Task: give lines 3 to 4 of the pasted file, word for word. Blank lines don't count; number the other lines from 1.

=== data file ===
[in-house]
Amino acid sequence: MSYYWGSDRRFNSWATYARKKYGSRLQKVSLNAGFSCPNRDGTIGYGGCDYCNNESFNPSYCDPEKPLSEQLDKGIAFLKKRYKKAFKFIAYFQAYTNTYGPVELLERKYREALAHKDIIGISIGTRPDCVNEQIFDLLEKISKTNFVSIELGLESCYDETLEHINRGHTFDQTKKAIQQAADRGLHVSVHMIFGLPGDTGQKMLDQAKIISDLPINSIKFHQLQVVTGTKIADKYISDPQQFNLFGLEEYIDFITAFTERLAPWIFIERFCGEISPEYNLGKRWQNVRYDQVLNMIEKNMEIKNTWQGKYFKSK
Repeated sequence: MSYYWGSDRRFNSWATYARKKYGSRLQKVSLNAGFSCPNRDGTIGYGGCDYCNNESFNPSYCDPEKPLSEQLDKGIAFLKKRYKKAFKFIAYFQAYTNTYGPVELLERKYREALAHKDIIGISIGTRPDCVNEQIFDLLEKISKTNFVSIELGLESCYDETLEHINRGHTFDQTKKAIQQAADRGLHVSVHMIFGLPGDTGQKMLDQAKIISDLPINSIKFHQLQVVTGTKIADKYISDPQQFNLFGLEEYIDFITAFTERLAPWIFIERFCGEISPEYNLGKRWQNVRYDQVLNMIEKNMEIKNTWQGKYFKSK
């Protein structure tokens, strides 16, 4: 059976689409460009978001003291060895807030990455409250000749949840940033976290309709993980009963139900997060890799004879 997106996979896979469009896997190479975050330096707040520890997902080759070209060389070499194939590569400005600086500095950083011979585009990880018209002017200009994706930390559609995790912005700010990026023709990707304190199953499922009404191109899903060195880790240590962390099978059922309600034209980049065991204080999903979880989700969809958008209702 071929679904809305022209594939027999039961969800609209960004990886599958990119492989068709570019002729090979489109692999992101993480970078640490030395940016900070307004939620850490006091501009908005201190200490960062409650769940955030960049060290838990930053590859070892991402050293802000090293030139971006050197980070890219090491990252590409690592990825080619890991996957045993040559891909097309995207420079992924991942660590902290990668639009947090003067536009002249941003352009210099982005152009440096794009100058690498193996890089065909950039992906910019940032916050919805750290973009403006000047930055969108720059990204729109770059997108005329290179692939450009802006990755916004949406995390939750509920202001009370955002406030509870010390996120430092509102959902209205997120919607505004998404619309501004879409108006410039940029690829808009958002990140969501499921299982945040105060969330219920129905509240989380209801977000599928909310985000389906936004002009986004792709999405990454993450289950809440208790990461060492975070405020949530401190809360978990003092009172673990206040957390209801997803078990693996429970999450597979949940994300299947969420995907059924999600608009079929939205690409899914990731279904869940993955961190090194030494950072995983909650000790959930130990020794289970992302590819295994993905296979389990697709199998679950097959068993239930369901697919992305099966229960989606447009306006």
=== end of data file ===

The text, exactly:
Repeated sequence: MSYYWGSDRRFNSWATYARKKYGSRLQKVSLNAGFSCPNRDGTIGYGGCDYCNNESFNPSYCDPEKPLSEQLDKGIAFLKKRYKKAFKFIAYFQAYTNTYGPVELLERKYREALAHKDIIGISIGTRPDCVNEQIFDLLEKISKTNFVSIELGLESCYDETLEHINRGHTFDQTKKAIQQAADRGLHVSVHMIFGLPGDTGQKMLDQAKIISDLPINSIKFHQLQVVTGTKIADKYISDPQQFNLFGLEEYIDFITAFTERLAPWIFIERFCGEISPEYNLGKRWQNVRYDQVLNMIEKNMEIKNTWQGKYFKSK
């Protein structure tokens, strides 16, 4: 059976689409460009978001003291060895807030990455409250000749949840940033976290309709993980009963139900997060890799004879 997106996979896979469009896997190479975050330096707040520890997902080759070209060389070499194939590569400005600086500095950083011979585009990880018209002017200009994706930390559609995790912005700010990026023709990707304190199953499922009404191109899903060195880790240590962390099978059922309600034209980049065991204080999903979880989700969809958008209702 071929679904809305022209594939027999039961969800609209960004990886599958990119492989068709570019002729090979489109692999992101993480970078640490030395940016900070307004939620850490006091501009908005201190200490960062409650769940955030960049060290838990930053590859070892991402050293802000090293030139971006050197980070890219090491990252590409690592990825080619890991996957045993040559891909097309995207420079992924991942660590902290990668639009947090003067536009002249941003352009210099982005152009440096794009100058690498193996890089065909950039992906910019940032916050919805750290973009403006000047930055969108720059990204729109770059997108005329290179692939450009802006990755916004949406995390939750509920202001009370955002406030509870010390996120430092509102959902209205997120919607505004998404619309501004879409108006410039940029690829808009958002990140969501499921299982945040105060969330219920129905509240989380209801977000599928909310985000389906936004002009986004792709999405990454993450289950809440208790990461060492975070405020949530401190809360978990003092009172673990206040957390209801997803078990693996429970999450597979949940994300299947969420995907059924999600608009079929939205690409899914990731279904869940993955961190090194030494950072995983909650000790959930130990020794289970992302590819295994993905296979389990697709199998679950097959068993239930369901697919992305099966229960989606447009306006």